Nira Park, Tim Bevan, Eric Fellner, Natascha Wharton (executive) for Big Talk, Working Title, Canal+
directed by Edgar Wright
starring Simon Pegg, Nick Frost, Jim Broadbent, Timothy Dalton, Rory McCann, Paddy Considine, Rafe Spall, Olivia Colman, Bill Nighy, Edward Woodward, Kevin Eldon, Karl Johnson, Bill Bailey, Paul freeman, Peter Wight, Julia Deakin, Adam Buxton, Kenneth Cranham, Anne Reid, David Threlfall, Lucy Punch, Martin Freeman, Robert Popper, Joe Cornish, Chris Waitt, Eric Mason, Billie Whitelaw, Trevor Nichols, Elizabeth Elvin, Stuart Wilson, Lorraine Hilton, Graham Low, Patricia Franklin, Stephen Merchant, Tim Barlow, Ben McKay, Alice Lowe, Ron Cook, Davic Bradley, Colin Michael Carmichael, Maria Charles, Alexander King, Tom Strode Walton, Troy Woollan, Rory Lowings, Kevin Wilson, Nicholas Wilson, Cate Blanchett, Steve Coogan, Peter Jackson, Edgar Wright
written by Edgar Wright, Simon Pegg, music by David Arnold, visual effects by Framestore CFC, Machine FX, Baseblack, Cube Effects
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Top cop Nicholas Angel (Simon Pegg) has been transferred from London to
the quiet village of Sanford, where supposedly nothing much happens ...
except for a series of accidents that in his eyes are anything but
accidents. Thing is, Nicholas is more of a patrolman and not an
investigating officer, and the investigating officers (Paddy Considine,
Rafe Spall) rather believe in the accident-theory than actually do some
work - and they are backed by their chief, inspector Butterman (Jim
The only one who actually believes in Nicholas' theories is the
inspector's son, Danny (Nick Frost), who despite being a police officer
knows most about police work from American action movies like Point
Break or Bad Boys II and who hopes cooperating with Nicholas
will lead to some exciting shoot-outs and chases.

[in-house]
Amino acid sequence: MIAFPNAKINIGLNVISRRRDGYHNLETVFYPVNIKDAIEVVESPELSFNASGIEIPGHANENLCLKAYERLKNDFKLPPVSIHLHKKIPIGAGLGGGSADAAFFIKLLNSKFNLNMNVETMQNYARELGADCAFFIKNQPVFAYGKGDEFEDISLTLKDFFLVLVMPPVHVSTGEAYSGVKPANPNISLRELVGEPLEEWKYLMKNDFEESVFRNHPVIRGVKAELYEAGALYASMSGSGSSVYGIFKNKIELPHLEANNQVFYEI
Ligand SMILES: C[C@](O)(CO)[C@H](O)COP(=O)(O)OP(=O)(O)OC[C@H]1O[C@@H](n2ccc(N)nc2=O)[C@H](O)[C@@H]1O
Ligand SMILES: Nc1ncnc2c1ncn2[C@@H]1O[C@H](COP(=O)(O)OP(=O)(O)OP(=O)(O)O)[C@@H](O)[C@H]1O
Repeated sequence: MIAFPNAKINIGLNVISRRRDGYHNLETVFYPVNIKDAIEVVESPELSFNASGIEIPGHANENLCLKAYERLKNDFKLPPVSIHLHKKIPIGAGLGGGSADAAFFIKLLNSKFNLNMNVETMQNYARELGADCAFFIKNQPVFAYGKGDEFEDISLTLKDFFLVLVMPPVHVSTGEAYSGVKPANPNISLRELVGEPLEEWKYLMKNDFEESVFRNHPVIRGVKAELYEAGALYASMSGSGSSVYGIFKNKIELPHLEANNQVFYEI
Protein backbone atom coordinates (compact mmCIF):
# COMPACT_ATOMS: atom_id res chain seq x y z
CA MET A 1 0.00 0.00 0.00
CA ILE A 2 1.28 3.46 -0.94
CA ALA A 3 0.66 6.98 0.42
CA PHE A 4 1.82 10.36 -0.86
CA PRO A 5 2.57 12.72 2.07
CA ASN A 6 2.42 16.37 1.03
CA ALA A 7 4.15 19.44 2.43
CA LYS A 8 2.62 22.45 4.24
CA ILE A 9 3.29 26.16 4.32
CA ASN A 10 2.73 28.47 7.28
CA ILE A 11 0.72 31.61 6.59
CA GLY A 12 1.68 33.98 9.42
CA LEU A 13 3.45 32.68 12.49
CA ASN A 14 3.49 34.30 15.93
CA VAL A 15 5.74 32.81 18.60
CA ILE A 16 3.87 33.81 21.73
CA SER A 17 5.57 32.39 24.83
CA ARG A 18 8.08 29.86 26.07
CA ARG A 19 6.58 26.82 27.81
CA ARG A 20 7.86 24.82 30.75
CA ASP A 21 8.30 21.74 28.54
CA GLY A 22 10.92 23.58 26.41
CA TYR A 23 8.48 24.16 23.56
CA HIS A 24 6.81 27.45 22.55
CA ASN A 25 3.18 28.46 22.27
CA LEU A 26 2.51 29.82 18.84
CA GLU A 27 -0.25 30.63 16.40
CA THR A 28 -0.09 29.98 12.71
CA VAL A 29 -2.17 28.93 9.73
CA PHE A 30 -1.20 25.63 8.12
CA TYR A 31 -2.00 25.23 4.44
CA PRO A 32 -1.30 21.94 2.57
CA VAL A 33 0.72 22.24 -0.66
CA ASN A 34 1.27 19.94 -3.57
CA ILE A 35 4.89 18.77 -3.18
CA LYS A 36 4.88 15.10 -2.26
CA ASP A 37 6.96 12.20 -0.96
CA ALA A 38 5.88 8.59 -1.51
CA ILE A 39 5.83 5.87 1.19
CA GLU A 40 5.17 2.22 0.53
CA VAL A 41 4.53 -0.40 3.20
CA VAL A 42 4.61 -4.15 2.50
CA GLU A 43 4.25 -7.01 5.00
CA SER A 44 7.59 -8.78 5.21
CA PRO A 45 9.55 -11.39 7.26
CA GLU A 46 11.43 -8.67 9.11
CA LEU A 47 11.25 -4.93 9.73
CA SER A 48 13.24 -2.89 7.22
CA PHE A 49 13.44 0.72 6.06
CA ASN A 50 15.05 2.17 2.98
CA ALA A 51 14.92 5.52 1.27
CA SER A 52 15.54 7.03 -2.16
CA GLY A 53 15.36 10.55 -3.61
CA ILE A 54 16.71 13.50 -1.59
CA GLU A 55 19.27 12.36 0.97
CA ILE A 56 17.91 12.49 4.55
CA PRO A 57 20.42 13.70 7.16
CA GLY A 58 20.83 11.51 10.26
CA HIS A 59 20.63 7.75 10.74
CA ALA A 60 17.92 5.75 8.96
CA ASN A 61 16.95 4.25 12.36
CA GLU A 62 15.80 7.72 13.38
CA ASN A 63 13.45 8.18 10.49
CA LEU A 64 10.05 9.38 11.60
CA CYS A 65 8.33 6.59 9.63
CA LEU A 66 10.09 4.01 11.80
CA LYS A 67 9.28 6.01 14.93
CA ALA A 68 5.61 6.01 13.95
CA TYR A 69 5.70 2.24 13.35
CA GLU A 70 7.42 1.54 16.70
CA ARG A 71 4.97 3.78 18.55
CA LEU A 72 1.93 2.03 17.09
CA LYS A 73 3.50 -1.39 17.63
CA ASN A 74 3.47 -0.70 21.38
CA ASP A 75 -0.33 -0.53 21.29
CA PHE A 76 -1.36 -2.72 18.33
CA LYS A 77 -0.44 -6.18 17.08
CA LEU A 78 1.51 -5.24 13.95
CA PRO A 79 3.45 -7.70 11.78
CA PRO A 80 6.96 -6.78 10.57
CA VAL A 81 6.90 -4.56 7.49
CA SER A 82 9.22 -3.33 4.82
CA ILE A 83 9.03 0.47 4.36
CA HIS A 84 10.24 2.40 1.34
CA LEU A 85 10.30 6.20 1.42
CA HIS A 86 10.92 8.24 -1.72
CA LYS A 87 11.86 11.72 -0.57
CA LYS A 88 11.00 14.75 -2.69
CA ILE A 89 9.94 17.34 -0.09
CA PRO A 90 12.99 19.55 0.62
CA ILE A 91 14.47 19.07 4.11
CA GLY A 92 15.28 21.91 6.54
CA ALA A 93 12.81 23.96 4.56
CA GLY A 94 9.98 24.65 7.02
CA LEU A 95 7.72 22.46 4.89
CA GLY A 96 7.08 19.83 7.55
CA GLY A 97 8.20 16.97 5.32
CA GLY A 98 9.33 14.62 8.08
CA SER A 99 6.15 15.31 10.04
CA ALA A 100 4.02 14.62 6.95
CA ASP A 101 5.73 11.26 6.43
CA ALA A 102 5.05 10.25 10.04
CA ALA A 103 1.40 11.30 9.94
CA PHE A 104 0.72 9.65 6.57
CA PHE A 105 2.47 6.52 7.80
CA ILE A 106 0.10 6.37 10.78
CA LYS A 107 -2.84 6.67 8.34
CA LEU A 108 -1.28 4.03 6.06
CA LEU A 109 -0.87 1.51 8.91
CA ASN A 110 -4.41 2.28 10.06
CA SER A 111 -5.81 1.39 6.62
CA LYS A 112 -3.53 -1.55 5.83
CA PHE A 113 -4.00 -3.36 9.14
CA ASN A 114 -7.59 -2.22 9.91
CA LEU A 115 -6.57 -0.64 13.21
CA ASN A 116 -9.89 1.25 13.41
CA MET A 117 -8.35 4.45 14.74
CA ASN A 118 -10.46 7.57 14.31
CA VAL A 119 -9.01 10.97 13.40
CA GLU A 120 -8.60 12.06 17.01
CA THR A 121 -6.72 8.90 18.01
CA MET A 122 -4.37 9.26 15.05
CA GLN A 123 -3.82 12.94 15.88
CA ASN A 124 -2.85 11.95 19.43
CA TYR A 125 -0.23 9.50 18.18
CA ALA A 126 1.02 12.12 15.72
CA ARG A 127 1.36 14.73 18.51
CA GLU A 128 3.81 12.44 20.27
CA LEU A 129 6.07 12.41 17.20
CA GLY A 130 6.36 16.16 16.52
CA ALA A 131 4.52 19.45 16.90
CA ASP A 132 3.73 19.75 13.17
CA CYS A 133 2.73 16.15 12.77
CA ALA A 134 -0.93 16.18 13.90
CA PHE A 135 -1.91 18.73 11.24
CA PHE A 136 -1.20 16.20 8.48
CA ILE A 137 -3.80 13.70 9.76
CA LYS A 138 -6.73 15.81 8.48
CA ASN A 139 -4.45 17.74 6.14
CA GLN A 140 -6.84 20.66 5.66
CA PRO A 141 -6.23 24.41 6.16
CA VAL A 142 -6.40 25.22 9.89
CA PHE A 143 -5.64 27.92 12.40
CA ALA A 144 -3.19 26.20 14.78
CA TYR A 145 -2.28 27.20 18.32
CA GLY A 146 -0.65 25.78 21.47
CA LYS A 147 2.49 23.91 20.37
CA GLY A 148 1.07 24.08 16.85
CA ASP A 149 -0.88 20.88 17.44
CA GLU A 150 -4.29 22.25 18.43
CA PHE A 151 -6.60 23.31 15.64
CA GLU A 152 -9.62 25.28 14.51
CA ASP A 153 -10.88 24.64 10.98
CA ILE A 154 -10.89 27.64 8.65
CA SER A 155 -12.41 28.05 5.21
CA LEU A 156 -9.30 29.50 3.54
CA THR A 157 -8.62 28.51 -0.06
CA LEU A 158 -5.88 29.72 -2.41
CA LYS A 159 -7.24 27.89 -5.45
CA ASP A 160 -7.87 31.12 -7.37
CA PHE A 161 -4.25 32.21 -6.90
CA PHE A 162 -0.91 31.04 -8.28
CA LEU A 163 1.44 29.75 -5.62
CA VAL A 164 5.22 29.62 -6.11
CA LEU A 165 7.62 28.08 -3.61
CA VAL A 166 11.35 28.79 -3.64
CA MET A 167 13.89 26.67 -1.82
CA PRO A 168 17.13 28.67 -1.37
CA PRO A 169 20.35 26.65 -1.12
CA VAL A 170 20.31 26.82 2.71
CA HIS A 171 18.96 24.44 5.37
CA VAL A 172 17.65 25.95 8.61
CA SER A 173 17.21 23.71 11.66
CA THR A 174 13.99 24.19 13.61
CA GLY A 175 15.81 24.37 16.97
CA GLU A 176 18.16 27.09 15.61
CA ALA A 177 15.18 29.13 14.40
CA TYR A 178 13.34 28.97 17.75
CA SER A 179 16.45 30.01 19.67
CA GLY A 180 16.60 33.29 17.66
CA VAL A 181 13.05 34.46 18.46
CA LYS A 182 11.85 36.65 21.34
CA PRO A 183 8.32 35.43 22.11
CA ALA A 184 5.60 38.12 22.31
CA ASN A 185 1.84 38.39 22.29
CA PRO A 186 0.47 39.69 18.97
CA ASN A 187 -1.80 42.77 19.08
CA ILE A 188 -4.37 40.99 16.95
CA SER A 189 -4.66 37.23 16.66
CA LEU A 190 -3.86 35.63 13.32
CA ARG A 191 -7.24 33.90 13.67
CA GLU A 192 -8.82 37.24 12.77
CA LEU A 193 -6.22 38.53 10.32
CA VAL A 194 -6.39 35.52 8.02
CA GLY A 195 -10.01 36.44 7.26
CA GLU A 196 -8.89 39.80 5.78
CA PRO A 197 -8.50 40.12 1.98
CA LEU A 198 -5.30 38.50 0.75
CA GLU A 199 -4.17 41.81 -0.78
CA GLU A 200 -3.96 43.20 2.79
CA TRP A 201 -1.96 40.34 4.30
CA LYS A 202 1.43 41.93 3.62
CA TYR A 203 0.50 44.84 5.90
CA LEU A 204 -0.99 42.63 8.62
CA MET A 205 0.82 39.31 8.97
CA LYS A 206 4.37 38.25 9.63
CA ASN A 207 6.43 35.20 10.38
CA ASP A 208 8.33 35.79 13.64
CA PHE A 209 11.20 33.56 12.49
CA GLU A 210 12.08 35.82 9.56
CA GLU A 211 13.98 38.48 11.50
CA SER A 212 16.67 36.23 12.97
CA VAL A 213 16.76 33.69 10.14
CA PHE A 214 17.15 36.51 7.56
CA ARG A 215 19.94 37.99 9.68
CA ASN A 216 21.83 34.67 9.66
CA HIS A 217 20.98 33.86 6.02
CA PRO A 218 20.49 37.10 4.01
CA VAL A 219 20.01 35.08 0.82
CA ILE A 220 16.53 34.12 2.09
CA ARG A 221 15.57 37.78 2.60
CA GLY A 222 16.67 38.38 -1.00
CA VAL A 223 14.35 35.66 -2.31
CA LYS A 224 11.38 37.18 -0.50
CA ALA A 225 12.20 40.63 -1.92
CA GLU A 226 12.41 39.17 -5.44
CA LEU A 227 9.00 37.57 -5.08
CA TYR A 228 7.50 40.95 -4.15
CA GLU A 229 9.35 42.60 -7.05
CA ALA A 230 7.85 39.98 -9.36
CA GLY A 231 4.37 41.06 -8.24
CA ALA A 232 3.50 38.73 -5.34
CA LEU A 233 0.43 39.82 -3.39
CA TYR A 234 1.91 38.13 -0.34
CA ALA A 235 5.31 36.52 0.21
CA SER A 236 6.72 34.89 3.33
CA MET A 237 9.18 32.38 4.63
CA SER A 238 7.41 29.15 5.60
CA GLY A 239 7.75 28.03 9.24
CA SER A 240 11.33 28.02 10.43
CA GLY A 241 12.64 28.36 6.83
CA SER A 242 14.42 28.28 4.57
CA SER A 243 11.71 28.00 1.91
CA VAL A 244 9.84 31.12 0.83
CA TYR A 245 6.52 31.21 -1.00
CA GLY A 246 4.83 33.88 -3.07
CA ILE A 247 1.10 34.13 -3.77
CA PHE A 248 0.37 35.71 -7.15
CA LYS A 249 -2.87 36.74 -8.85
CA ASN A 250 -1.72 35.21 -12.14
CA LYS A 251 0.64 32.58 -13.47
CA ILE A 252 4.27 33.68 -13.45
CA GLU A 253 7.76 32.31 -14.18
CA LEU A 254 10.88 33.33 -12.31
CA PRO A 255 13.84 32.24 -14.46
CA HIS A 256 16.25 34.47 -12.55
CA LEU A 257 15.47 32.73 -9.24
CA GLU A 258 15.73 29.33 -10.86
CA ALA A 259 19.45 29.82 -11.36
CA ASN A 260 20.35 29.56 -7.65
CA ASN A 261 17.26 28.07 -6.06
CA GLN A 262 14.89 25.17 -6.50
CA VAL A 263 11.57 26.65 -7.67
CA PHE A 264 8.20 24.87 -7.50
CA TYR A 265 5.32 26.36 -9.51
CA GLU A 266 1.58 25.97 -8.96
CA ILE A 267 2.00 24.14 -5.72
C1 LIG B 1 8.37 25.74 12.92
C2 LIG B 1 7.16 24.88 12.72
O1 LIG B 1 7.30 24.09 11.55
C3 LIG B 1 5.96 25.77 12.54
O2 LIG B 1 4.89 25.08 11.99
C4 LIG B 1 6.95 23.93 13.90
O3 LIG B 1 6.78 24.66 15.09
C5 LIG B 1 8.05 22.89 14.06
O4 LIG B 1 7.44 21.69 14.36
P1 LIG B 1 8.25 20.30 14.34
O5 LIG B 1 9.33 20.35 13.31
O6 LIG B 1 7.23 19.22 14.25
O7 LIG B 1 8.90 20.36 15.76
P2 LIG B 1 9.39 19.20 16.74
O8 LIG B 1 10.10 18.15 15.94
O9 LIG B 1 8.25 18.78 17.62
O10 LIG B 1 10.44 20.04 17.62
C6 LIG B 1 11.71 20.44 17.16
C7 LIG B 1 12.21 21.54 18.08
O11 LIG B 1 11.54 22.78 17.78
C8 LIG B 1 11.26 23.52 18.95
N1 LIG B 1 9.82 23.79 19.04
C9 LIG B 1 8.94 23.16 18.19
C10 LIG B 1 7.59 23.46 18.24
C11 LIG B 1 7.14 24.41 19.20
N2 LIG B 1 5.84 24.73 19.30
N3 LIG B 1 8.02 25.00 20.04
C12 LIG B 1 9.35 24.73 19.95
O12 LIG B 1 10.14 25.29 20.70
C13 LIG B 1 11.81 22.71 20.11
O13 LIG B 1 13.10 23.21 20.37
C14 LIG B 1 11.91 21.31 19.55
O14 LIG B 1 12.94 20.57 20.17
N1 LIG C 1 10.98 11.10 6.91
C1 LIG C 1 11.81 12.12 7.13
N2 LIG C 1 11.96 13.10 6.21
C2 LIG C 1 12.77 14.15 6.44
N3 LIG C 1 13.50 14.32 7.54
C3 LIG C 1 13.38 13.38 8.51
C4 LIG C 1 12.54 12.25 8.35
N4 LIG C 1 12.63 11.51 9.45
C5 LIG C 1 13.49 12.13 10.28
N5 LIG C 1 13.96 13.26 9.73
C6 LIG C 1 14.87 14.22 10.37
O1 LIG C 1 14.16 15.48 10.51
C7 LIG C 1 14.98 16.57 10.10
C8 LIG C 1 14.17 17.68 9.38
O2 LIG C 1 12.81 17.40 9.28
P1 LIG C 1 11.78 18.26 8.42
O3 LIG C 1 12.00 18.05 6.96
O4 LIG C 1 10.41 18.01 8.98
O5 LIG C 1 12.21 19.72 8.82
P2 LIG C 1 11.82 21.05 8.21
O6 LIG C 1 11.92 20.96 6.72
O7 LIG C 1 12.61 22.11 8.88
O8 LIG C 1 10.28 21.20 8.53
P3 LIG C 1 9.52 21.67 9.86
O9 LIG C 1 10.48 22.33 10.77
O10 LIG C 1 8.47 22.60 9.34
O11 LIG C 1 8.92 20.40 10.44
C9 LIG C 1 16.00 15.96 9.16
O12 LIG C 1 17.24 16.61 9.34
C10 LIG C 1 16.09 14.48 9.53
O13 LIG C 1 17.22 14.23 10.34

Eventually, after witnessing the killer, a masked and hooded figure,
kill another of his victims (Anne Reid), nicholas thinks he has it all
figured out and tries to arrest the village's most powerful man,
supermarket owner Skinner (Timothy Dalton), but this ends in humiliation
when Skinner comes up with the perfect alibi.
Rather by chance though, Nicholas finds out that there was not only one
but a whole group of killers, and they consist of the village's most
respected citizens, including Skinner, the chief of police and the vicar
Eventually, Nicholas can convince the whole police force about his
theories, and they take up arms and fight the villains - in some
over-the-top chases and shoot-outs that have to be seen to be believed.
Of course in the end good triumphs over evil, but that actually is
besides the point.
You might not have guessed it from this synopsis, but Hot Fuzz
is actually a comedy, and one that is at times pretty funny at that.
Especially the action-packed finale is nothing short of exhilarating
because of its (at times macabre) inventiveness. The whole film is a
parody of pretty much every American cop action flick there is, with Simon
Pegg playing the divorced cop who just can't turn off to the hilt.
Unfotunately the film isn't quite as great as it should have been/could
have been, a few too many too obvious pop culture references prevent that
and an overzealousness to establish the main characters rather than just
being funny, other scenes however are just priceless, but on the other
hand the film has some great scenes not to be missed, and you certainly
can't blame the film for trying ...
review © by Mike Haberfelner
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Robots and rats,
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